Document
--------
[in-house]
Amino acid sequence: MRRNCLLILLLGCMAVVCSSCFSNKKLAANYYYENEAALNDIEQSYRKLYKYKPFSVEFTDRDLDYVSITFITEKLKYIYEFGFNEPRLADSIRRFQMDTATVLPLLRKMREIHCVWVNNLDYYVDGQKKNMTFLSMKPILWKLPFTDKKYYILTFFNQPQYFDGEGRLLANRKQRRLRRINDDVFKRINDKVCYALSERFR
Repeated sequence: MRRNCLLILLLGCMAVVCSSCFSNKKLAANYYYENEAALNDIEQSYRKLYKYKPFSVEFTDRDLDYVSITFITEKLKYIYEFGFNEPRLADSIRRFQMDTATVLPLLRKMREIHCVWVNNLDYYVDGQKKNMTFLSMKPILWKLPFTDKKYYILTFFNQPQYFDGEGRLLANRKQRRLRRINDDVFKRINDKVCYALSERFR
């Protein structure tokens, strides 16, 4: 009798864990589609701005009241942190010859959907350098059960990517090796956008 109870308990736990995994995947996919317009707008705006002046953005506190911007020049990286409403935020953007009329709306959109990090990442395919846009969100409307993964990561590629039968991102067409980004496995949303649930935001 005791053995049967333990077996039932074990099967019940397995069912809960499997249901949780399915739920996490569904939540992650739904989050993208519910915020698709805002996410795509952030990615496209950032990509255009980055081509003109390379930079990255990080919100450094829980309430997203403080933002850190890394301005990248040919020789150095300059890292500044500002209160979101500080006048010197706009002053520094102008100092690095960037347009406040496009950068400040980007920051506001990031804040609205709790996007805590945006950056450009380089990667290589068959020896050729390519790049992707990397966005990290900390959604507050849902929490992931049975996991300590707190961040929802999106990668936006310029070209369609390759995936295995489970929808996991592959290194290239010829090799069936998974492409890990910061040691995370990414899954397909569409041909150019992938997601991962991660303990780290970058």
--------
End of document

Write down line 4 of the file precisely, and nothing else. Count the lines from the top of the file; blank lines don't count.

């Protein structure tokens, strides 16, 4: 009798864990589609701005009241942190010859959907350098059960990517090796956008 109870308990736990995994995947996919317009707008705006002046953005506190911007020049990286409403935020953007009329709306959109990090990442395919846009969100409307993964990561590629039968991102067409980004496995949303649930935001 005791053995049967333990077996039932074990099967019940397995069912809960499997249901949780399915739920996490569904939540992650739904989050993208519910915020698709805002996410795509952030990615496209950032990509255009980055081509003109390379930079990255990080919100450094829980309430997203403080933002850190890394301005990248040919020789150095300059890292500044500002209160979101500080006048010197706009002053520094102008100092690095960037347009406040496009950068400040980007920051506001990031804040609205709790996007805590945006950056450009380089990667290589068959020896050729390519790049992707990397966005990290900390959604507050849902929490992931049975996991300590707190961040929802999106990668936006310029070209369609390759995936295995489970929808996991592959290194290239010829090799069936998974492409890990910061040691995370990414899954397909569409041909150019992938997601991962991660303990780290970058």